Saudi Arabia proposed setting up an Arab force to fight Hezbollah
militants in Lebanon
with the help of the United States, UN and NATO, a leaked US diplomatic cable said Tuesday.
In a meeting in May 2008 with US ambassador to Iraq David Satterfield, Saudi Foreign Minister Saud al-Faisal said a "security response" was needed to the "military challenge" posed to Beirut by the Iran-backed militants.
The Saudi prince feared a Hezbollah victory against the Lebanese government led by then-Prime Minister Fouad Siniora would eventually lead to Iran's
takeover of the country.
There was a need for an "Arab force" to create and maintain order in and around Beirut, he argued, saying the Lebanese army was "too fragile to bear more pressure," according to the cable from the US embassy in Riyadh, one of the latest to be released by the website WikiLeaks.
Such a force would be aided by UNIFIL troops deployed in southern Lebanon, while the "US and NATO would need to provide movement and logistic support, as well as naval and air cover," the cable added.
But the plan would likely have triggered alarm in Washington, proposing a return for US troops to Lebanon for the first time since the 1983 suicide bombing of a US Marine barracks in Beirut which killed almost 300 people.
Saudi FM Saud al-Faisal with then-US Secretery of State Rice (Photo: AFP)
Saud argued that "of all the regional fronts on which Iran was now advancing, the battle in Lebanon to secure peace would be an easier battle to win."
He told Satterfield that Siniora strongly supported the plan but that only Jordan, Egypt and the Arab League were aware of it.
What was needed was an "Arab force" drawn from Arab "periphery" states to deploy to Beirut under the "cover of the UN," Saud said, accusing the UN troops in southern Lebanon of "sitting doing nothing."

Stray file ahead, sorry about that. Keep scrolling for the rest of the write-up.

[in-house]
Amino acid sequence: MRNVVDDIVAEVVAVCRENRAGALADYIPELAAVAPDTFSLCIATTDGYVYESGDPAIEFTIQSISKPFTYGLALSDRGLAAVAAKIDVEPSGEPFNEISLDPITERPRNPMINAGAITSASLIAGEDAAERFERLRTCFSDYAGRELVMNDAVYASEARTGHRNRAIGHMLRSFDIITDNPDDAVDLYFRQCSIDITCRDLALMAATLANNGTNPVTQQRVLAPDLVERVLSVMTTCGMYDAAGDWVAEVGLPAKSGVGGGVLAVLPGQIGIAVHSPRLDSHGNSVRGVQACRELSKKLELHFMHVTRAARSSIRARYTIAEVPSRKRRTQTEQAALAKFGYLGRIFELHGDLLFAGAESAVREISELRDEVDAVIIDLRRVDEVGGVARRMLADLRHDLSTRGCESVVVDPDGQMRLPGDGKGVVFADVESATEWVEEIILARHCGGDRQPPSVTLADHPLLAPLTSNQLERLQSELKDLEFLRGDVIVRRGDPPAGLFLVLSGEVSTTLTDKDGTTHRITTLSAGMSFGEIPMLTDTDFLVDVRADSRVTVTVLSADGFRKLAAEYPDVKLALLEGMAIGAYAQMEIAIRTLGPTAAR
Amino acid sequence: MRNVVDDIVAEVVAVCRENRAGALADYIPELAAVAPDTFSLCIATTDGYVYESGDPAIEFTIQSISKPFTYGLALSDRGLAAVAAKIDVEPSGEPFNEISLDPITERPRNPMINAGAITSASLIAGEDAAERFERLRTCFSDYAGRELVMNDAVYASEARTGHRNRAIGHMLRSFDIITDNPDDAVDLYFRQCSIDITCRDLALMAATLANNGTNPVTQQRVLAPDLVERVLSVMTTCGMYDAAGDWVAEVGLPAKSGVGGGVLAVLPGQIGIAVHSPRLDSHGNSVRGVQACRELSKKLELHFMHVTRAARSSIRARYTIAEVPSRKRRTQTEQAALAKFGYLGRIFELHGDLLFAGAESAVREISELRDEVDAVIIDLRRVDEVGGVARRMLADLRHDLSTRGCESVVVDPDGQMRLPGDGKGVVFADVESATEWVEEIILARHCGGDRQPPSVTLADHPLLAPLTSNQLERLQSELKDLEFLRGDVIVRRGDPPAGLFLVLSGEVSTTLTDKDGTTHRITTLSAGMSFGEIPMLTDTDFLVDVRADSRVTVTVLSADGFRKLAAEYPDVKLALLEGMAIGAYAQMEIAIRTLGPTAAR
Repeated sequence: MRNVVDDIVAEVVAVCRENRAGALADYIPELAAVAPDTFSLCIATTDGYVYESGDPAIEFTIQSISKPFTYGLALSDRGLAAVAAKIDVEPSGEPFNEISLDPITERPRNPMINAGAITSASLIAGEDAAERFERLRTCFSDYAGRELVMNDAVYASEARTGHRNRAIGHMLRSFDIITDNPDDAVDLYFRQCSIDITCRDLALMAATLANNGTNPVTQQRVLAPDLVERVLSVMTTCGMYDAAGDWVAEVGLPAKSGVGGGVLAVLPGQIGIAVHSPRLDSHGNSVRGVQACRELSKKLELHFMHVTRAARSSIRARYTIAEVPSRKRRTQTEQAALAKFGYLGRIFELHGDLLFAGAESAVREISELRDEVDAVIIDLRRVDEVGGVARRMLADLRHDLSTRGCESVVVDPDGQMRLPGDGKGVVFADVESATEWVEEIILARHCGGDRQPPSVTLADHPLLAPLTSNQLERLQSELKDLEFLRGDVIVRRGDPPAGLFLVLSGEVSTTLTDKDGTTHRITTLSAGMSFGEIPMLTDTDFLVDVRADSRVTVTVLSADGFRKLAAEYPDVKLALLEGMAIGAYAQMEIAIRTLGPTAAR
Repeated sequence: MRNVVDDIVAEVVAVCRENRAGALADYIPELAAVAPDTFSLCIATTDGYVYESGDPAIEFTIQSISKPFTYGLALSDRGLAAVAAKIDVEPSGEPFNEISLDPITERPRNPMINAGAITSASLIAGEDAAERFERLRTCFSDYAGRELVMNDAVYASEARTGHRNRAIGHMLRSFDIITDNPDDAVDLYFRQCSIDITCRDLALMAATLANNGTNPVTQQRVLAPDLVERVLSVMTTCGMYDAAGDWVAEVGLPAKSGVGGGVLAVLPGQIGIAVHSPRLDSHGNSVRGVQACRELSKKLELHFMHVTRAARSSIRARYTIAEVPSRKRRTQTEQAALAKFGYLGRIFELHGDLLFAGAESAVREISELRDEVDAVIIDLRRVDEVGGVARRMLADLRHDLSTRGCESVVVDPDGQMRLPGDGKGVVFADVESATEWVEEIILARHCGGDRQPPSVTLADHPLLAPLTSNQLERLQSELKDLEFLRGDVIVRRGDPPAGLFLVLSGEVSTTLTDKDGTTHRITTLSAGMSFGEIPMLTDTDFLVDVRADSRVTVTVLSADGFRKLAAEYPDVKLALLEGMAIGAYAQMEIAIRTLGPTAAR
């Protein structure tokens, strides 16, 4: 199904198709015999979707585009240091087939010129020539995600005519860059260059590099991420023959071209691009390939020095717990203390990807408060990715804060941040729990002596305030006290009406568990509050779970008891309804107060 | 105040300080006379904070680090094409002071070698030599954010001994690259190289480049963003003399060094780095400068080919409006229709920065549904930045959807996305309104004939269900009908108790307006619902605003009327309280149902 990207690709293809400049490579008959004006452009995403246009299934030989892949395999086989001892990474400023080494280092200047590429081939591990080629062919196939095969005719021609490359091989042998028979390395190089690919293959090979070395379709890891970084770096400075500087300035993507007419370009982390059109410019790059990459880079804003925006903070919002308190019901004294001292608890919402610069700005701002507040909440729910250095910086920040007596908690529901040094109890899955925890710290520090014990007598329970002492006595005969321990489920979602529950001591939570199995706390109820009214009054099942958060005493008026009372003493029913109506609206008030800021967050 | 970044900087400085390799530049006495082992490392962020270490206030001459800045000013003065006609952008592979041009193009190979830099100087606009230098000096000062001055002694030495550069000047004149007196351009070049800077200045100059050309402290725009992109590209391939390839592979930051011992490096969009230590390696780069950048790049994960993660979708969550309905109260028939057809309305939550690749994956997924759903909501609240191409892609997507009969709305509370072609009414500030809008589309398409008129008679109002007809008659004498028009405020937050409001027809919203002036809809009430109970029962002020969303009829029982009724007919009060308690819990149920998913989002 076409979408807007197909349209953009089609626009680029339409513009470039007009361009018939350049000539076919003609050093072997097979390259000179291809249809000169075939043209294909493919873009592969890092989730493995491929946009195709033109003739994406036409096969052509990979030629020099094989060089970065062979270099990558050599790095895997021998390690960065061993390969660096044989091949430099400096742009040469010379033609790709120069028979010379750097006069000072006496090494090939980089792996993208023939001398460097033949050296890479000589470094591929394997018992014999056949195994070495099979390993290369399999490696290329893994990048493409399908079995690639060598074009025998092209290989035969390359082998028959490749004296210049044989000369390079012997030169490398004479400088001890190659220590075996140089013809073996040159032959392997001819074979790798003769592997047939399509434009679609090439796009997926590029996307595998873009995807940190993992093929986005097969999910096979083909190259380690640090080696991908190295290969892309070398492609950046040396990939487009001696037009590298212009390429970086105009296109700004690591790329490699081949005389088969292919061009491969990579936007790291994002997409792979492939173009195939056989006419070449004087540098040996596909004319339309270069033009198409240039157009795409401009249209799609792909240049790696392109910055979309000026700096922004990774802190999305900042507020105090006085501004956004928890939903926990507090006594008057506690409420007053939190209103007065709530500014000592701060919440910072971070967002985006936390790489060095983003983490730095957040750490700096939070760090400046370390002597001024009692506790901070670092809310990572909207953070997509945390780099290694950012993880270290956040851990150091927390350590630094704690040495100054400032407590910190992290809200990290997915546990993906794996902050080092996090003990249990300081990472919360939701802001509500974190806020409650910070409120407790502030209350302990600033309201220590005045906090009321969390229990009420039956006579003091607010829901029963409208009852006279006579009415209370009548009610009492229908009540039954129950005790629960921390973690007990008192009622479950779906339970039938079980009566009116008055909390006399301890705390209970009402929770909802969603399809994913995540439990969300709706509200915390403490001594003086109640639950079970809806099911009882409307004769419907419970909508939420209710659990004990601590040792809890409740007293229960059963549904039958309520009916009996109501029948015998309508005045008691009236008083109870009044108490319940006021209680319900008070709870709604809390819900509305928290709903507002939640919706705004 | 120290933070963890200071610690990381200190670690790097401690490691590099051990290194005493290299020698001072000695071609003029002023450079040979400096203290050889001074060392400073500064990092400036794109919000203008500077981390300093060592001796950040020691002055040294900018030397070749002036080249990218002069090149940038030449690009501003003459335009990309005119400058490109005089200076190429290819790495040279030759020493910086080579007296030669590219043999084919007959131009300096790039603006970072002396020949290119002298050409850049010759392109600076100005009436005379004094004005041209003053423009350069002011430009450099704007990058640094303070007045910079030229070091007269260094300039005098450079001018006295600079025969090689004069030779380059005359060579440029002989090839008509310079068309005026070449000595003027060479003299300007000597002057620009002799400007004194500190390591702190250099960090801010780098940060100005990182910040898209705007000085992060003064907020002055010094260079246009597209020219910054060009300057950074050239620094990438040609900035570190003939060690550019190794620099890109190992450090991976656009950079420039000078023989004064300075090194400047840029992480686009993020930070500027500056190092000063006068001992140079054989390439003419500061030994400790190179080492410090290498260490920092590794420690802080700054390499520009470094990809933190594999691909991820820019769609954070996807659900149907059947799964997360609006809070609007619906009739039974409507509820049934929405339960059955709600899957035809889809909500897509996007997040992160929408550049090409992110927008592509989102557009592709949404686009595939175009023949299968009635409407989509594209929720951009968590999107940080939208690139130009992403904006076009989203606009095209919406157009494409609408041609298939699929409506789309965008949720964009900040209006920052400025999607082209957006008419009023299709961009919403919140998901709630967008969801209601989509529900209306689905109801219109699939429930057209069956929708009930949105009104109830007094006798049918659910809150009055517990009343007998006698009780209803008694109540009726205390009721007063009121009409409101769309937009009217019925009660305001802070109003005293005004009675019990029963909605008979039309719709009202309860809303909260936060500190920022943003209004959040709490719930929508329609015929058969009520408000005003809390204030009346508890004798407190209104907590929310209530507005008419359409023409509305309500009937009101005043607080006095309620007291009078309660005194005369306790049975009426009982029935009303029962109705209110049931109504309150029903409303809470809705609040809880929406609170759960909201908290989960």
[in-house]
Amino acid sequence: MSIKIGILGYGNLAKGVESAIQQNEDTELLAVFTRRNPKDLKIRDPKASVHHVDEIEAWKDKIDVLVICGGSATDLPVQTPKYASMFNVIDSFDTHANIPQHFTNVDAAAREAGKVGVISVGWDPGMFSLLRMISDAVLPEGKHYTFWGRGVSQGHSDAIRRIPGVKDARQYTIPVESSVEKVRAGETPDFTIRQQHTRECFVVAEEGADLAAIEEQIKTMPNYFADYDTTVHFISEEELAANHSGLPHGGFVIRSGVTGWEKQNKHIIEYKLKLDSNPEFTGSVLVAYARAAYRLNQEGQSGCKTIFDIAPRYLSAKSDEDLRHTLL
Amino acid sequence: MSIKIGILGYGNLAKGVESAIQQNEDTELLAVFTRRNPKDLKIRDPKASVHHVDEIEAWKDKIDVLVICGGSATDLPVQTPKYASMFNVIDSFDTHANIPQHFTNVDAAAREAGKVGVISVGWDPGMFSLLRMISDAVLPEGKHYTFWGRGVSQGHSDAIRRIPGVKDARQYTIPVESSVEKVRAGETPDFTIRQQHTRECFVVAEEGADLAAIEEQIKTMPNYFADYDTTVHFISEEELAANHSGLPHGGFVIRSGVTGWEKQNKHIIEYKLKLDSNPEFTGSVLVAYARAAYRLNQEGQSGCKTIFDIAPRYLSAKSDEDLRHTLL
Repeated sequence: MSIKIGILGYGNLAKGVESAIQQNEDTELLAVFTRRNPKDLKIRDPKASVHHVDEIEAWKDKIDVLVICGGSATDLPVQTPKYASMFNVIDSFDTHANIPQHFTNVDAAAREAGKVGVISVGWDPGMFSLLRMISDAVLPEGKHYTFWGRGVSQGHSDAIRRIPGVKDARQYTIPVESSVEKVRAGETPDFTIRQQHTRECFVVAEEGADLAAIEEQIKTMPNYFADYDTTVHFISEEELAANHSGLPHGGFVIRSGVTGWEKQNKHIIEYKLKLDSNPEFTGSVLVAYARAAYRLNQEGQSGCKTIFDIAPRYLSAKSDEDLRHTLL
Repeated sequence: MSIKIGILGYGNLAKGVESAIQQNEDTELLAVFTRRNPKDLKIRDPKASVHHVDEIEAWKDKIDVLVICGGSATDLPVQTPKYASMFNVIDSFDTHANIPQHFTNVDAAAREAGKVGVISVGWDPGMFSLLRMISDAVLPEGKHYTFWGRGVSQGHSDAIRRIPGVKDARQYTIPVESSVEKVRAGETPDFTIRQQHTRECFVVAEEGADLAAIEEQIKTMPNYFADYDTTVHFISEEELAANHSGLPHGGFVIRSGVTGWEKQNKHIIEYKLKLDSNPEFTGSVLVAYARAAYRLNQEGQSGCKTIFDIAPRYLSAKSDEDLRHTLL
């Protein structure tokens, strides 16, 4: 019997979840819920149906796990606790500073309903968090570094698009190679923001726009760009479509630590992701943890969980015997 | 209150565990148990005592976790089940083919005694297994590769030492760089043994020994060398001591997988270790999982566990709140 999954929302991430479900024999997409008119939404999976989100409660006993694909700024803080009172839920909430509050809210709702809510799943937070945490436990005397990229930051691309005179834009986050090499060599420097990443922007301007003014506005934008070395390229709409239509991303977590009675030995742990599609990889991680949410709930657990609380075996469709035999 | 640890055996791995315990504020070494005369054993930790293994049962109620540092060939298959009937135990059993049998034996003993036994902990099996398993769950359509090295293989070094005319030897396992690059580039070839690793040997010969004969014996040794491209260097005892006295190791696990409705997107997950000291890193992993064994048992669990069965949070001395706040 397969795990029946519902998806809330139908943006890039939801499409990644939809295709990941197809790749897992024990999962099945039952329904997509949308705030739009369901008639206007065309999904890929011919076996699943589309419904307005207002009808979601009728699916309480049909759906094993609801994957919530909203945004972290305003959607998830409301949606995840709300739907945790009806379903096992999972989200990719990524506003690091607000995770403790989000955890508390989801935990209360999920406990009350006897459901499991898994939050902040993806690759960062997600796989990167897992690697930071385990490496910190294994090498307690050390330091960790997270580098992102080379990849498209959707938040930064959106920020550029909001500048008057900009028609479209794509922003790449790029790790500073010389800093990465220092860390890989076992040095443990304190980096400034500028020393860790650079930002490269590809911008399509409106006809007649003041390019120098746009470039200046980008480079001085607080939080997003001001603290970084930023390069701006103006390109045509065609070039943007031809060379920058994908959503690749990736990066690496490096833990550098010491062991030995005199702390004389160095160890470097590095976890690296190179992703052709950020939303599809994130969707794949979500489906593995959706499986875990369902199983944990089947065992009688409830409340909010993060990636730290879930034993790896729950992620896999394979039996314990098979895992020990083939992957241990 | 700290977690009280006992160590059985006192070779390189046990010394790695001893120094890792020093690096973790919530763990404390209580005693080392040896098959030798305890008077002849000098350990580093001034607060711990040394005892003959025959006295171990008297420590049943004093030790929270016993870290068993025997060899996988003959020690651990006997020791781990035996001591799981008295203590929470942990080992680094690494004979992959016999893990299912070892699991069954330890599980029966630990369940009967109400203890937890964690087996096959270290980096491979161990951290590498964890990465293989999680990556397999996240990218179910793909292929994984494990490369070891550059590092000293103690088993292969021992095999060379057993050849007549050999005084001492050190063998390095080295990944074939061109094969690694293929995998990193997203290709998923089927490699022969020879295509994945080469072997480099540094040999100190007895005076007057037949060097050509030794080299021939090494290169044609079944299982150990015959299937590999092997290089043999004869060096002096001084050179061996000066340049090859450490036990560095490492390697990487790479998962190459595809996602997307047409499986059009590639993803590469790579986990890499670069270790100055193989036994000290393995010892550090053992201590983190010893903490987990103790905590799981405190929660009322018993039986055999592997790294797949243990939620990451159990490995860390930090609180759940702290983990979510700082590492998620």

But Satterfield said there were real questions about the "political and military" feasibility of such a scheme, and winning a new mandate for UNIFIL would difficult.
A US diplomatic memo released earlier by WikiLeaks showed Saudi Arabia is obsessed by what it sees as a threat from Iran, fearing Tehran's alleged ambition to spread Shiite Islam.
Underlying the rivalry is a deep Shiite-Sunni schism. Saudi Arabia is predominantly Sunni, and minority Shiites face regular condemnation by officials as having rejected "true" Islam.
Iran, meanwhile, is predominantly Shiite.
According to another secret memo, the assassination
of senior Hezbollah commander Imad Mugniyah triggered an exchange of accusations within the Syrian intelligence and sparked tensions between Iran, Hezbollah and Damascus.
British newspaper the Guardian reported Tuesday night that Syrian officials were stunned by the mysterious assassination in Damascus two years ago, which the Shiite organization blamed Israel
for and vowed to avenge.
According to American documents from February 2008, this led to a blame game between rival security services in Syria.
Patron suspected Syria. Iranian leader in Lebanon (Photo: Reuters)
"Syrian military intelligence and general intelligence directorate officials are currently engaged in an internecine struggle to blame each other for the breach of security that resulted in Mugniyah's death," the US Embassy reported.
Saudi Arabia's Ambassador to Lebanon Abdel Aziz Khoja told US diplomats in Beirut that Hezbollah believed the Syrians were responsible for the Damascus killing.
According to the Guardian, no Syrian official was present at Mugniyah's funeral in Beirut's southern suburbs the following day. Iran was represented by its foreign minister, who, the Saudi envoy said, had come to calm down Hezbollah and keep it from taking action against Syria.
Khoja said that another rumor was that Syria and Israel had made a deal to allow Mugniyah to be killed. US diplomats reported that the killing led to tensions between Syria and Iran, perhaps because Tehran shared Khoja's suspicion of Syrian complicity in the affair.
These reports come in the midst of high tensions in Lebanon ahead of indictments expected to be issued by an international tribunal against Hezbollah over the murder of former Lebanese Prime Minister Rafik Hariri. The Shiite organization has threatened to take over Lebanon if charged with the assassination.